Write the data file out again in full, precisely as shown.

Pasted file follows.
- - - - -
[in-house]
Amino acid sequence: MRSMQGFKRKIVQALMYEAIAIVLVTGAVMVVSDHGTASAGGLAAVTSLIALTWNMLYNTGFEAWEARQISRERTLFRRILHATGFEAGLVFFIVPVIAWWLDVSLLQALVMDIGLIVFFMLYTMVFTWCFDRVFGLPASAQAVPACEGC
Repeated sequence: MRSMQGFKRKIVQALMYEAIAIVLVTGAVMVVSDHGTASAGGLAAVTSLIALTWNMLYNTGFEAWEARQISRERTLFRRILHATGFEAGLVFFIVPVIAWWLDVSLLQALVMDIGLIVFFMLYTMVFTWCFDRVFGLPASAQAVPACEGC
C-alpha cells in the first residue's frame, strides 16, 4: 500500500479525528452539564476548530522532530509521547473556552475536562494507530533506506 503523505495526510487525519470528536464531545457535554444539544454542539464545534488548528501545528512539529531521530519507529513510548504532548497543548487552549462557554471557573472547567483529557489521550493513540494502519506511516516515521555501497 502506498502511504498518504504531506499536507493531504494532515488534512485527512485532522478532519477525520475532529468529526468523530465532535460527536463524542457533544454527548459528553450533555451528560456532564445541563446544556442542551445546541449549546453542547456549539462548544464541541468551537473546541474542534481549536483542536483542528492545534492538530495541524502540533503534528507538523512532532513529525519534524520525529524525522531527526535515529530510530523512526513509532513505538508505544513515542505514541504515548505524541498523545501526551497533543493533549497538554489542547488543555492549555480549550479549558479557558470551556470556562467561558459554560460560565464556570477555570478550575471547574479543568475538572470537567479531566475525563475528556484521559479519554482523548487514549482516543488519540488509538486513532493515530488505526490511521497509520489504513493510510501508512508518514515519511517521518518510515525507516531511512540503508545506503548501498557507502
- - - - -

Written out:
[in-house]
Amino acid sequence: MRSMQGFKRKIVQALMYEAIAIVLVTGAVMVVSDHGTASAGGLAAVTSLIALTWNMLYNTGFEAWEARQISRERTLFRRILHATGFEAGLVFFIVPVIAWWLDVSLLQALVMDIGLIVFFMLYTMVFTWCFDRVFGLPASAQAVPACEGC
Repeated sequence: MRSMQGFKRKIVQALMYEAIAIVLVTGAVMVVSDHGTASAGGLAAVTSLIALTWNMLYNTGFEAWEARQISRERTLFRRILHATGFEAGLVFFIVPVIAWWLDVSLLQALVMDIGLIVFFMLYTMVFTWCFDRVFGLPASAQAVPACEGC
C-alpha cells in the first residue's frame, strides 16, 4: 500500500479525528452539564476548530522532530509521547473556552475536562494507530533506506 503523505495526510487525519470528536464531545457535554444539544454542539464545534488548528501545528512539529531521530519507529513510548504532548497543548487552549462557554471557573472547567483529557489521550493513540494502519506511516516515521555501497 502506498502511504498518504504531506499536507493531504494532515488534512485527512485532522478532519477525520475532529468529526468523530465532535460527536463524542457533544454527548459528553450533555451528560456532564445541563446544556442542551445546541449549546453542547456549539462548544464541541468551537473546541474542534481549536483542536483542528492545534492538530495541524502540533503534528507538523512532532513529525519534524520525529524525522531527526535515529530510530523512526513509532513505538508505544513515542505514541504515548505524541498523545501526551497533543493533549497538554489542547488543555492549555480549550479549558479557558470551556470556562467561558459554560460560565464556570477555570478550575471547574479543568475538572470537567479531566475525563475528556484521559479519554482523548487514549482516543488519540488509538486513532493515530488505526490511521497509520489504513493510510501508512508518514515519511517521518518510515525507516531511512540503508545506503548501498557507502